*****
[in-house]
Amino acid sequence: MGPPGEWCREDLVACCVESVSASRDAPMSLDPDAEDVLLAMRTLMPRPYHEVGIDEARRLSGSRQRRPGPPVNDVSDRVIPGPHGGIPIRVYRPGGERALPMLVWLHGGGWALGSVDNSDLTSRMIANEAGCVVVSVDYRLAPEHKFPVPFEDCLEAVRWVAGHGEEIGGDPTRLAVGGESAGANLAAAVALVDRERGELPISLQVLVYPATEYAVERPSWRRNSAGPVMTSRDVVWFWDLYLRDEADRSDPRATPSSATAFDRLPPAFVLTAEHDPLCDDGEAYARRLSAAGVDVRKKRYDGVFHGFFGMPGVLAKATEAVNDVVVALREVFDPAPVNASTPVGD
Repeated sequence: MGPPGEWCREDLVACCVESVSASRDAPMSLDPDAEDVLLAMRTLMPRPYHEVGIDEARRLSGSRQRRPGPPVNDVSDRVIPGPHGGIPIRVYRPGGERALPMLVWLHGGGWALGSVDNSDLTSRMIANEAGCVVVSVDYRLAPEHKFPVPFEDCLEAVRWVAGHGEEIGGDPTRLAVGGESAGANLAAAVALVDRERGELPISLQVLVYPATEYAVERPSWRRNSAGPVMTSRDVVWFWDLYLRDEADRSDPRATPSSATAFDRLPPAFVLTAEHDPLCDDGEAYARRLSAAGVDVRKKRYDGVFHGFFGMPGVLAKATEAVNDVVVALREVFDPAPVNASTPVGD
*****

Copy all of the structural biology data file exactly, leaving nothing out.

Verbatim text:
[in-house]
Amino acid sequence: MGPPGEWCREDLVACCVESVSASRDAPMSLDPDAEDVLLAMRTLMPRPYHEVGIDEARRLSGSRQRRPGPPVNDVSDRVIPGPHGGIPIRVYRPGGERALPMLVWLHGGGWALGSVDNSDLTSRMIANEAGCVVVSVDYRLAPEHKFPVPFEDCLEAVRWVAGHGEEIGGDPTRLAVGGESAGANLAAAVALVDRERGELPISLQVLVYPATEYAVERPSWRRNSAGPVMTSRDVVWFWDLYLRDEADRSDPRATPSSATAFDRLPPAFVLTAEHDPLCDDGEAYARRLSAAGVDVRKKRYDGVFHGFFGMPGVLAKATEAVNDVVVALREVFDPAPVNASTPVGD
Repeated sequence: MGPPGEWCREDLVACCVESVSASRDAPMSLDPDAEDVLLAMRTLMPRPYHEVGIDEARRLSGSRQRRPGPPVNDVSDRVIPGPHGGIPIRVYRPGGERALPMLVWLHGGGWALGSVDNSDLTSRMIANEAGCVVVSVDYRLAPEHKFPVPFEDCLEAVRWVAGHGEEIGGDPTRLAVGGESAGANLAAAVALVDRERGELPISLQVLVYPATEYAVERPSWRRNSAGPVMTSRDVVWFWDLYLRDEADRSDPRATPSSATAFDRLPPAFVLTAEHDPLCDDGEAYARRLSAAGVDVRKKRYDGVFHGFFGMPGVLAKATEAVNDVVVALREVFDPAPVNASTPVGD